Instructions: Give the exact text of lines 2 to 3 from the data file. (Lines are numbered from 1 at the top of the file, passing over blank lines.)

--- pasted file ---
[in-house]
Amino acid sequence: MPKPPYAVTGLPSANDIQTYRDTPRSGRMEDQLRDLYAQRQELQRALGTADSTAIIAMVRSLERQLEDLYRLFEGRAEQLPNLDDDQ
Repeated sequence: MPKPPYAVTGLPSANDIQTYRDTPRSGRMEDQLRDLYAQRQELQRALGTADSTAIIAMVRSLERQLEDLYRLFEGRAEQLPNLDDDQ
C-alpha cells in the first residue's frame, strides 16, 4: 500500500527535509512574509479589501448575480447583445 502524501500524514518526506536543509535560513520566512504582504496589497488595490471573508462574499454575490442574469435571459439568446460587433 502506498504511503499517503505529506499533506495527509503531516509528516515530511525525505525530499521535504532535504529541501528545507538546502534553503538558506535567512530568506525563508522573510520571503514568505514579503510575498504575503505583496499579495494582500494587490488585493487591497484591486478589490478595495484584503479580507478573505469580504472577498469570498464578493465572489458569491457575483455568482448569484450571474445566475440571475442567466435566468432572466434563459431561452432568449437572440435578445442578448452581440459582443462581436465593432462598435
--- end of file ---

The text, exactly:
Amino acid sequence: MPKPPYAVTGLPSANDIQTYRDTPRSGRMEDQLRDLYAQRQELQRALGTADSTAIIAMVRSLERQLEDLYRLFEGRAEQLPNLDDDQ
Repeated sequence: MPKPPYAVTGLPSANDIQTYRDTPRSGRMEDQLRDLYAQRQELQRALGTADSTAIIAMVRSLERQLEDLYRLFEGRAEQLPNLDDDQ